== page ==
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Winter is season for gardening classes

DEAN FOSDICK
For The Associated Press

Jeff Downing recently organized a career day at the New York Botanical Garden for people considering becoming horticulturalists.

He was pleasantly surprised when 128 people showed up for the two free sessions, which introduced landscape design, horticulture, floral design and horticultural therapy.

“That was a significant response,” said Downing, head of the garden’s continuing education program. “It took off faster than I expected.”

Some of those who showed up were simply looking for new gardening skills. An uncertain economy drove others.

Horticulture continues to offer job opportunities, in good times or bad, Downing said.

“Most people who get involved in our programs are career changers,” Downing said. “They have had successful careers elsewhere but want something new. We’ve had surgeons attend. People from the legal community. It has something to do with an overall passion for plants. They want to get out of their office cubicles and get closer to nature.”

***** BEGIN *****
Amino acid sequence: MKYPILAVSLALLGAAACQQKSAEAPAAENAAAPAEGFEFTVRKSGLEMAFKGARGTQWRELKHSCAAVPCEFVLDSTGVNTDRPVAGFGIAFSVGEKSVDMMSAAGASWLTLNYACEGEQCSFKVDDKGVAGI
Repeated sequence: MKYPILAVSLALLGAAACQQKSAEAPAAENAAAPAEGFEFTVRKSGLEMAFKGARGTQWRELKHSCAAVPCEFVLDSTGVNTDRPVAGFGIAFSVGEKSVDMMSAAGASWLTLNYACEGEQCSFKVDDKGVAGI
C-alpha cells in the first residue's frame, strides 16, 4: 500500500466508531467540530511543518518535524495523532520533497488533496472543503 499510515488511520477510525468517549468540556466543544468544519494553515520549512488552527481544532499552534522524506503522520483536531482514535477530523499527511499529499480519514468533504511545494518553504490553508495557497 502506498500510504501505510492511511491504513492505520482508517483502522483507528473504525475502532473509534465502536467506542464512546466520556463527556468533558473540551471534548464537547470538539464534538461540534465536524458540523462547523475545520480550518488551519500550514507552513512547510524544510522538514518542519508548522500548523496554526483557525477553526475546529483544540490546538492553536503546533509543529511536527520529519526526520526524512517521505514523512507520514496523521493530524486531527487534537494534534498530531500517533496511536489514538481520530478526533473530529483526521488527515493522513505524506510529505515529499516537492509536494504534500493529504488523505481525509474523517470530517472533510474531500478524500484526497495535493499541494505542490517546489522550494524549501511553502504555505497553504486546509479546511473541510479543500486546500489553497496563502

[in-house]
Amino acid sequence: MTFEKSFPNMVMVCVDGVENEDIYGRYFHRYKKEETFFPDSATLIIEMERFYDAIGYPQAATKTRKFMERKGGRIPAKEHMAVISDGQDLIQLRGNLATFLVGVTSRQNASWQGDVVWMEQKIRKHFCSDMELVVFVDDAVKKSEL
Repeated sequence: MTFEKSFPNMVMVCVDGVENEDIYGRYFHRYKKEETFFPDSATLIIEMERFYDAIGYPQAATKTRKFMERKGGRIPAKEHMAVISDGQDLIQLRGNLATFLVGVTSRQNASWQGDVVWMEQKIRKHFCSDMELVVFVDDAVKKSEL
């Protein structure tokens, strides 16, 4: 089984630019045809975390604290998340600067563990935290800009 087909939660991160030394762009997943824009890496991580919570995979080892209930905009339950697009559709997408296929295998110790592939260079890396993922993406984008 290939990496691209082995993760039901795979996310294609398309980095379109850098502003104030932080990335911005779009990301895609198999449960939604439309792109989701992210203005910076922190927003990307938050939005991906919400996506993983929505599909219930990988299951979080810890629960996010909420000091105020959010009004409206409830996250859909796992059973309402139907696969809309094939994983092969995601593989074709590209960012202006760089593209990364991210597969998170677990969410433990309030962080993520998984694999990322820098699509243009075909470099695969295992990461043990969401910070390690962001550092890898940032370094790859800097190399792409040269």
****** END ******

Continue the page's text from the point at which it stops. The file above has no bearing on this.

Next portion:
The botanical garden’s classes are many and varied. “Courses are designed to be attractive for anyone who’s never picked up a trowel to professionals in the field,” Downing said. “Many have earned certificates in the past and want to come back to broaden their knowledge. We even have pre-kindergarten programs. We can reach you pretty much at any point in your lifetime.”

Like most such teaching institutions, The New York Botanical Garden offers more classes in winter than at any other time. That’s when the gardening and plant professionals who teach the classes have more time.

The Chicago Botanic Garden is another horticultural institutions with a strong commitment to education.

“Some of the most popular and useful things are technique classes, where you’re getting hands-on,” said Jill Selinger, who heads the garden’s continuing education program. “There’s nothing like actually doing it.”

Organic gardening and vegetable gardening classes are becoming the most requested continuing-education options, Selinger said.

Enrolling for a gardening class would serve as a great New Year’s resolution, Selinger said. “A few (sessions) are like armchair tours, providing a look at the gardens of Europe. Others are more practical. But they widen your perspective on the world.

“Whether you garden yourself or simply enjoy other people’s gardens, continuing education is a good way to enrich your life. It keeps you connected.”

– You can contact Dean Fosdick at deanfosdick@netscape.net.